Whitfield Aslund et al. (36): Whitfield Aslund et al. used previously reported dose–response relationships between wind turbine noise and annoyance to predict the level of community noise annoyance that may occur in the province of Ontario. Prediction for future wind farm developments (planned, approved, or in process) were compared to previously reported rates of annoyance that were associated with more common noise sources (e.g., road traffic). Modeled noise levels and distance to the nearest wind farm-related noise source were compiled for over 8,000 individual receptor locations (i.e., buildings, dwellings, campsites, places of worship, institutions, and/or vacant lots) from 13 wind power projects in the province of Ontario that had been approved since 2009 or were under Ministry of the Environment (MOE) review as of July 2012. This information was then compared to the wind turbine noise specific dose–response relationships for self-reported annoyance from Pedersen et al. (17) and Bakker et al. (26) using data collected from 725 survey respondents living in the proximity of wind turbines (<2.5 km) in the Netherlands.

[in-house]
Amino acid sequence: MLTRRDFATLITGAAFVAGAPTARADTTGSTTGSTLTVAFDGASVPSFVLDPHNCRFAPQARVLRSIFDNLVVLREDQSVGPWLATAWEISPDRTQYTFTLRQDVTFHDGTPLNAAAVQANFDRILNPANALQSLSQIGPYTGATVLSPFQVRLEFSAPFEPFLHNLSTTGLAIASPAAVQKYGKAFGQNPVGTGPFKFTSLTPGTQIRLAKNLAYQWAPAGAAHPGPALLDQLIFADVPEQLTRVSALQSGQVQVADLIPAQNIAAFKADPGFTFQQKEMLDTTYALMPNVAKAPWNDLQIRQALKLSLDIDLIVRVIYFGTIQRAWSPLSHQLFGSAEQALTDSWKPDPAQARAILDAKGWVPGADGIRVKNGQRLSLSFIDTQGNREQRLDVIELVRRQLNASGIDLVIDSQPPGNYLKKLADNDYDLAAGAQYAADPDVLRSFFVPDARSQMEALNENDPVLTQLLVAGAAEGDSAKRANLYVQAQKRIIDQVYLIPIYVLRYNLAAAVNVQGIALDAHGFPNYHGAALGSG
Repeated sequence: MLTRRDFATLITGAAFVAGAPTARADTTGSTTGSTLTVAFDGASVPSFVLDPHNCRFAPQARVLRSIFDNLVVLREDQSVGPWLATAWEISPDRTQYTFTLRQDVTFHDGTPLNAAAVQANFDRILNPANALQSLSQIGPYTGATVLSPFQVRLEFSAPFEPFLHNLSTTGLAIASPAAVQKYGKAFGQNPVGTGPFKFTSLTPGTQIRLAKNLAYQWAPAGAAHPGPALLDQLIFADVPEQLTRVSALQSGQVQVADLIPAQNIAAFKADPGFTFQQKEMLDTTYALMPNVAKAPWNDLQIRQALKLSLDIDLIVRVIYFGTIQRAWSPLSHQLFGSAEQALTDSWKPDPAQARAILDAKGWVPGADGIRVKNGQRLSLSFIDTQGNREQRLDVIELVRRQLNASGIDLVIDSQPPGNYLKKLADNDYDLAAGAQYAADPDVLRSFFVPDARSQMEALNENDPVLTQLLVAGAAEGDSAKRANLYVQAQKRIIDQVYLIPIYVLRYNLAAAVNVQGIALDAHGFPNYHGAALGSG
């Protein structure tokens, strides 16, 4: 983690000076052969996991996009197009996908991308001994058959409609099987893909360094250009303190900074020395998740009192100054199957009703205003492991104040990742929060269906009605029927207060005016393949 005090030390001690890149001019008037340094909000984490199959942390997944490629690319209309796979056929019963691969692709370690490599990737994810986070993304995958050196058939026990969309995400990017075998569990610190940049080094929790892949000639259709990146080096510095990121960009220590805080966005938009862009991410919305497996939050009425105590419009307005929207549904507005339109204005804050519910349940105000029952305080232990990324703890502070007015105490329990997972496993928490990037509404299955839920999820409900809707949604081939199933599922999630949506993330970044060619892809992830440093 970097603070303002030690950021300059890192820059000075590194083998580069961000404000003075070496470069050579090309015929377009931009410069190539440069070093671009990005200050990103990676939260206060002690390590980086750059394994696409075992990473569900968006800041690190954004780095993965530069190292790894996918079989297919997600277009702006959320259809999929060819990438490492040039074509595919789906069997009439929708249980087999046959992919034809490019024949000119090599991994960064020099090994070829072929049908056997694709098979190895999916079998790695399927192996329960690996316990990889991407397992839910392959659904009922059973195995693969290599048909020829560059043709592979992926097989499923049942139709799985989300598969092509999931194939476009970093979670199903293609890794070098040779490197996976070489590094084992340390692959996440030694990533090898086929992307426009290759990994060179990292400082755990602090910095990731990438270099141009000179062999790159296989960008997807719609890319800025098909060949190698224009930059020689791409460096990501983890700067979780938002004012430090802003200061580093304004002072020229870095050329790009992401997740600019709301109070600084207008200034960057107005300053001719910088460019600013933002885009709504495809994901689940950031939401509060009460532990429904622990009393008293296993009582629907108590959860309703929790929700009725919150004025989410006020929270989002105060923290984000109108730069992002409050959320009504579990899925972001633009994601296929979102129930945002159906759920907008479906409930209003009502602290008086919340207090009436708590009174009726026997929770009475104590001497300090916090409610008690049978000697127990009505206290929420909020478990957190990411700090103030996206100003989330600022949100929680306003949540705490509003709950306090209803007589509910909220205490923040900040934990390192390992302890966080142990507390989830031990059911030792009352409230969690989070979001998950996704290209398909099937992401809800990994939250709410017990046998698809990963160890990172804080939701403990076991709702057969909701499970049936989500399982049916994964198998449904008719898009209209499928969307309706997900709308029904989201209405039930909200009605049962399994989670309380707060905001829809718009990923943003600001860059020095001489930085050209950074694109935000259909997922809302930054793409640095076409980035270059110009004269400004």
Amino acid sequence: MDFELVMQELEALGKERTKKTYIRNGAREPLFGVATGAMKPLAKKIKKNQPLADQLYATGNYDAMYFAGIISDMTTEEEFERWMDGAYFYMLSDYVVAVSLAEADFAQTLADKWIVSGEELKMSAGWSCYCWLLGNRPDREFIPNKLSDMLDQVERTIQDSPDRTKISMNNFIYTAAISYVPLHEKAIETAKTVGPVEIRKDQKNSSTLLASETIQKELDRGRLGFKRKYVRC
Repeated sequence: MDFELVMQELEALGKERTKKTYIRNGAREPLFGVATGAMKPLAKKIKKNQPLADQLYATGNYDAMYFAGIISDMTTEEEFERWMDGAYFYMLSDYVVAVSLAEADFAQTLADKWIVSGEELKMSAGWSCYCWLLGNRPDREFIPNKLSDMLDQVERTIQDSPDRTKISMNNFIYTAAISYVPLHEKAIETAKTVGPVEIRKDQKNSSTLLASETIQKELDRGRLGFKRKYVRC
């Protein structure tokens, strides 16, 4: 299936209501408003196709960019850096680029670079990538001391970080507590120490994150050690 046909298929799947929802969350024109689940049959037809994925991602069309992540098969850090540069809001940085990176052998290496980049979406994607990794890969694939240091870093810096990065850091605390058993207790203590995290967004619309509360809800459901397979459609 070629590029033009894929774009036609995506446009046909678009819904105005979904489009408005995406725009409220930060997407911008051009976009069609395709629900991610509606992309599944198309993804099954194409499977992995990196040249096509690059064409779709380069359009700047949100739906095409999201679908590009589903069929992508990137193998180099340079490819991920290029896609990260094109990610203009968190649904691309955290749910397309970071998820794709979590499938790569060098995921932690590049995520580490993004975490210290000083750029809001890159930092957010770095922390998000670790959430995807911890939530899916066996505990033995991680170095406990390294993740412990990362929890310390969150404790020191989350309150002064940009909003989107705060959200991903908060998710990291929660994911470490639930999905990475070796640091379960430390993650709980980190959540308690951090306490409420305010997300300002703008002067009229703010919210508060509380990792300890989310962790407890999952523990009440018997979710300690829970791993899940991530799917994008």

One of the study findings was that a distinct exponentially decreasing relationship was observed between distance to the nearest noise source and the sound pressure level predicted. However, although distance to the nearest noise source could explain a large proportion (86%) of the total variance in predicted sound pressure levels, other sources of variation are also important; predicted sound pressure levels at a set distance varied by approximately 5–10 dB(A) and the distance at which a set sound pressure level was met varied by approximately 1000 m. These variations reflect differences in the noise model inputs such as the physical design and noise emission ratings of the turbines (and transformer substations, if present) used in different projects and the total number of turbines (and transformer substations, if present) in the vicinity of the receptor location. Given that noise levels can vary substantially at a given distance, these data highlighted the inadequacy of using distance to the nearest turbine as a proxy for wind turbine noise exposure.